P6C::IMCC::ExtRegex::Adapter ^

Convert the native perl6 compiler's representation of a regex parse tree into languages/regex's format.


Convert a P6C parse tree to a regex tree. Main entry point. Calls convert() to do the dirty work.


Recursively perform the conversion. For any node type TYPE, calls a method named convert_TYPE.


Grab the parse tree out of a P6C::rule and convert it, then wrap it in a scan node unless there was a ^ within it. Probably buggy, since there are probably ways of having a ^ that does not apply to the entire expression.


P6C::rx_alt(T) -> Regex::Ops::Tree::alternate(branches of T)


P6C::rx_seq(T) -> Regex::Ops::Tree::seq(elements of T)


Convert P6C::rx_atom(T) depending on what kind of atom T is. A P6C::rx_val is converted directly; an ARRAY is treated as a code block; if T has a type field that is of type PerlArray, then it is matched as an array literal (as if it were an alternation of each of its elements); otherwise, it is assumed to be a string.

This also plays around with group captures. It increments the group id ($1 -> $2 etc.) Which is overly simplistic and stupid.


Utility routine to extract an integer value out of a P6C tree.


P6C::rx_repeat(T) -> Regex::Ops::Tree::multi_match(T.min, T.max, T.greedyflag, T.expr)


Convert a metacharacter (backslashed character). Things like \s and \x34 and things. Fun stuff. Lots missing.


Convert P6C::rx_any, which represents . in a regex, which just means to skip ahead one character.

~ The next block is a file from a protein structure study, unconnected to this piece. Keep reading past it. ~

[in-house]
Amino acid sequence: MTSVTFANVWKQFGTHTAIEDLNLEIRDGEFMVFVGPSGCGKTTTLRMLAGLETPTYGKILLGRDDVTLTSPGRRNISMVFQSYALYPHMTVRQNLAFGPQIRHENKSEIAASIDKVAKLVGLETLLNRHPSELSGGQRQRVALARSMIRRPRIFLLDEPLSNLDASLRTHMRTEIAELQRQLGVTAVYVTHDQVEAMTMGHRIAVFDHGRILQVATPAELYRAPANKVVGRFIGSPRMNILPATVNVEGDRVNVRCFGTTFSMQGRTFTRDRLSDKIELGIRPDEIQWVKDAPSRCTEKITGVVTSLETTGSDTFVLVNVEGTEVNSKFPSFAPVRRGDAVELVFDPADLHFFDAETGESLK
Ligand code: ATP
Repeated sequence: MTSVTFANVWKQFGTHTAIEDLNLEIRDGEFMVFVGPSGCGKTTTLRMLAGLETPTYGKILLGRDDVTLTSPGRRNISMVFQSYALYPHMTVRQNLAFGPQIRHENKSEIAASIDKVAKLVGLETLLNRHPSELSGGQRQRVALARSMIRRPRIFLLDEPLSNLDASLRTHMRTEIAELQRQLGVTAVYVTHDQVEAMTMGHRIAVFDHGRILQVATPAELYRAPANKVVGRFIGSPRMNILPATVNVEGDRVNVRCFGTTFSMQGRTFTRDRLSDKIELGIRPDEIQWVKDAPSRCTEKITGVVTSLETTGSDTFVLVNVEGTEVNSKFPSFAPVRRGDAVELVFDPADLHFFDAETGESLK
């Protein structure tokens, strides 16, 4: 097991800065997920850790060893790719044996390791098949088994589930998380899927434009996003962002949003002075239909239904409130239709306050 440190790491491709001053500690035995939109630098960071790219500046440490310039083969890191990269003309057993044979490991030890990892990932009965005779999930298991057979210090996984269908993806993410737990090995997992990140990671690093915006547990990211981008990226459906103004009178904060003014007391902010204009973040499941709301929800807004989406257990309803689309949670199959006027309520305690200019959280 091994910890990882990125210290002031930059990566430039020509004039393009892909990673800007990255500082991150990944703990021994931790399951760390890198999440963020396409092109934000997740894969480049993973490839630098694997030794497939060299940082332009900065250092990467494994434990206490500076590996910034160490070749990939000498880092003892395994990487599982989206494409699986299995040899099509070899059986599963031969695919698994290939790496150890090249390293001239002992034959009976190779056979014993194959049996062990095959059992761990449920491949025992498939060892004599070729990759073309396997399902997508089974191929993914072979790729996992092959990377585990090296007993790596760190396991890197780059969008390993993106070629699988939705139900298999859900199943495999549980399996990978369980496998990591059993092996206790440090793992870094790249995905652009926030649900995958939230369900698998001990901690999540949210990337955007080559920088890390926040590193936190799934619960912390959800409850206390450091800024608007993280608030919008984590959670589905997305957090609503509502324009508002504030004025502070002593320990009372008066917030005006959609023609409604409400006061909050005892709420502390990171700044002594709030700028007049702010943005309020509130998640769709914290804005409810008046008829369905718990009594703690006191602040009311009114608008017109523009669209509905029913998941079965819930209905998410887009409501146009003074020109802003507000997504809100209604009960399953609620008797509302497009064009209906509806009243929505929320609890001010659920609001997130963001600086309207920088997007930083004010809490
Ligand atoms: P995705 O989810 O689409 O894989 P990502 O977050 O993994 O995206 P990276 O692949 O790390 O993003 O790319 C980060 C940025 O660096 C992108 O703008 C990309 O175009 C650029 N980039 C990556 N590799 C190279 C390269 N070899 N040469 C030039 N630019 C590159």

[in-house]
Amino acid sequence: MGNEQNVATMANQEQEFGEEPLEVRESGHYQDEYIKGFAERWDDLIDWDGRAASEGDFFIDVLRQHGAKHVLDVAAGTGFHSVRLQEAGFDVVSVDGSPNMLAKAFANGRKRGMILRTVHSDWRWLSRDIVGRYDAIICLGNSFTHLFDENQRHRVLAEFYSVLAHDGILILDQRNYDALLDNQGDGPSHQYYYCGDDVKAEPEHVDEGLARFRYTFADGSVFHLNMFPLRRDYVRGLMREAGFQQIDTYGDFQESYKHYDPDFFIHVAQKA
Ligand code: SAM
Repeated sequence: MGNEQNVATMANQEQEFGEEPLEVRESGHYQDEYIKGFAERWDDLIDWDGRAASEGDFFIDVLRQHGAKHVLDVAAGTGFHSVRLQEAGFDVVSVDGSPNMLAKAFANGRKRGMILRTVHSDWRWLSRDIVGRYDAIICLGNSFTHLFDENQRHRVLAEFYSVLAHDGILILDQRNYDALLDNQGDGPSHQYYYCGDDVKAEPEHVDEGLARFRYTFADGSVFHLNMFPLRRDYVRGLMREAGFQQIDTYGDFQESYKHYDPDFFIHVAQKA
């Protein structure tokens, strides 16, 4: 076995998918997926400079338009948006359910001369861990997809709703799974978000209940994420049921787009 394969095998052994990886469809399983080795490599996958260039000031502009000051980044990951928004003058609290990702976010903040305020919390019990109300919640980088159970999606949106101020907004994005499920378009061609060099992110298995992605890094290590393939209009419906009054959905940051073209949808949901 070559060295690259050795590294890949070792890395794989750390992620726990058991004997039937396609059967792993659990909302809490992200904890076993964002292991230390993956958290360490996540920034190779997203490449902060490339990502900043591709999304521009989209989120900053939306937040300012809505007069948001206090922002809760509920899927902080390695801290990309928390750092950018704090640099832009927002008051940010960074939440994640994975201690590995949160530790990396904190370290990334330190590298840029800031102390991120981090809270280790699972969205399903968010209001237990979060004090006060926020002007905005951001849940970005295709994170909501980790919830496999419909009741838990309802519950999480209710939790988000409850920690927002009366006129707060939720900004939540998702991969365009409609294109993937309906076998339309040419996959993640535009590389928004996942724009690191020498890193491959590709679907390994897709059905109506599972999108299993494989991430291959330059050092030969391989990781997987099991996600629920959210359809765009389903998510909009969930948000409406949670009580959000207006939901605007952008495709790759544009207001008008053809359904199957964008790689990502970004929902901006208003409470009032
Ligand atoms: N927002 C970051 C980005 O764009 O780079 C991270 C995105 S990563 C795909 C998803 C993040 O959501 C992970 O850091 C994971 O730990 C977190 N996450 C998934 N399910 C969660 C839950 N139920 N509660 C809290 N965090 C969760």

Convert zero-width assertion. Currently mishandles ^ and $. Actually, I think the $ implementation may be fine. Doesn't implement anything else.


Generate an inclusion/exclusion list out of a string representing a character class. An inc/exc list L is a sequence of code points representing a character class, which can also be thought of as a set of code points. Anything less than the first element L[0] is not in the set; anything equal to the L[0] but less than or equal to L[1] is in the set; anything greater than L[1] but less than or equal to L[2] is not in the set, etc.


  ()    - the empty set
  (0)   - the universal set
  (5)   - anything 5 or greater
  (2,4) - 2 or 3
FIXME: makes no attempt to handle unicode


Generate an inclusion/exclusion list from a single code point. Unless it is negated, it is kind of silly to use this instead of a simple 'match' op.


Convert the P6C compiler's notion of a character class into languages/regex's.


Placeholder for assertions.


Argument: $tree - A P6C::rx_call object representing a call to a nested rule within a regex match tree


Matching a literal value by breaking it up into individual characters. Which seems pretty stupid at the time I'm documenting this, considering that I have code to match a whole string. Oh well; with optimization, it should boil down to pretty much the same thing. And maybe there's some brilliant reason why I chose to do it this way instead. (But I doubt it; I probably just did this one first.)